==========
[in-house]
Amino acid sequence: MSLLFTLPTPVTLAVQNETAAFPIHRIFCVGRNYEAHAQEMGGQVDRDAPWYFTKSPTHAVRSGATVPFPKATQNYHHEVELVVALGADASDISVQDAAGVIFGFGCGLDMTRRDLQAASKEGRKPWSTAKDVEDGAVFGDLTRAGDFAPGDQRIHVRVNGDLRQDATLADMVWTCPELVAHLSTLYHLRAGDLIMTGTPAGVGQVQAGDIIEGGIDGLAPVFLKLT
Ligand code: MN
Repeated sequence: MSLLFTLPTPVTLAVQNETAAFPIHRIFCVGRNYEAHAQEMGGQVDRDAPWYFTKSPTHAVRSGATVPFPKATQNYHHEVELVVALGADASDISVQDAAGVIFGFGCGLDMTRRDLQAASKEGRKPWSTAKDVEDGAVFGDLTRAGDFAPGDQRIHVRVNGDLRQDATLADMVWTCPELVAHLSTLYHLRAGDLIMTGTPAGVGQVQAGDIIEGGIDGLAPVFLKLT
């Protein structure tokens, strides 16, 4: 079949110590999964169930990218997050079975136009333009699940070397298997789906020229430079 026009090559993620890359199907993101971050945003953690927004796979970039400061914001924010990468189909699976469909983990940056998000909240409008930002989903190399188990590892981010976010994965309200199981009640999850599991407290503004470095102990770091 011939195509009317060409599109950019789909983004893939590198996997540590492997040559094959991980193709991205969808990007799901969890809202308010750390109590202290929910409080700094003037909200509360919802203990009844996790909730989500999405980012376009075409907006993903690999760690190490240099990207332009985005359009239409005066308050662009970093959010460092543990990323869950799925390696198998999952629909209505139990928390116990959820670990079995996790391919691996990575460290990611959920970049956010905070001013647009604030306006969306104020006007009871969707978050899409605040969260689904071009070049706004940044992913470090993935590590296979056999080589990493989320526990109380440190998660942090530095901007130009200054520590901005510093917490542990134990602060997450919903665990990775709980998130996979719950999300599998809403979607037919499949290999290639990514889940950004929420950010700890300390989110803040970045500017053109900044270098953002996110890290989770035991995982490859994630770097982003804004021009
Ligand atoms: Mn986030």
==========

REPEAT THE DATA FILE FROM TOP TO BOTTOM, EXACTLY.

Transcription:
[in-house]
Amino acid sequence: MSLLFTLPTPVTLAVQNETAAFPIHRIFCVGRNYEAHAQEMGGQVDRDAPWYFTKSPTHAVRSGATVPFPKATQNYHHEVELVVALGADASDISVQDAAGVIFGFGCGLDMTRRDLQAASKEGRKPWSTAKDVEDGAVFGDLTRAGDFAPGDQRIHVRVNGDLRQDATLADMVWTCPELVAHLSTLYHLRAGDLIMTGTPAGVGQVQAGDIIEGGIDGLAPVFLKLT
Ligand code: MN
Repeated sequence: MSLLFTLPTPVTLAVQNETAAFPIHRIFCVGRNYEAHAQEMGGQVDRDAPWYFTKSPTHAVRSGATVPFPKATQNYHHEVELVVALGADASDISVQDAAGVIFGFGCGLDMTRRDLQAASKEGRKPWSTAKDVEDGAVFGDLTRAGDFAPGDQRIHVRVNGDLRQDATLADMVWTCPELVAHLSTLYHLRAGDLIMTGTPAGVGQVQAGDIIEGGIDGLAPVFLKLT
């Protein structure tokens, strides 16, 4: 079949110590999964169930990218997050079975136009333009699940070397298997789906020229430079 026009090559993620890359199907993101971050945003953690927004796979970039400061914001924010990468189909699976469909983990940056998000909240409008930002989903190399188990590892981010976010994965309200199981009640999850599991407290503004470095102990770091 011939195509009317060409599109950019789909983004893939590198996997540590492997040559094959991980193709991205969808990007799901969890809202308010750390109590202290929910409080700094003037909200509360919802203990009844996790909730989500999405980012376009075409907006993903690999760690190490240099990207332009985005359009239409005066308050662009970093959010460092543990990323869950799925390696198998999952629909209505139990928390116990959820670990079995996790391919691996990575460290990611959920970049956010905070001013647009604030306006969306104020006007009871969707978050899409605040969260689904071009070049706004940044992913470090993935590590296979056999080589990493989320526990109380440190998660942090530095901007130009200054520590901005510093917490542990134990602060997450919903665990990775709980998130996979719950999300599998809403979607037919499949290999290639990514889940950004929420950010700890300390989110803040970045500017053109900044270098953002996110890290989770035991995982490859994630770097982003804004021009
Ligand atoms: Mn986030």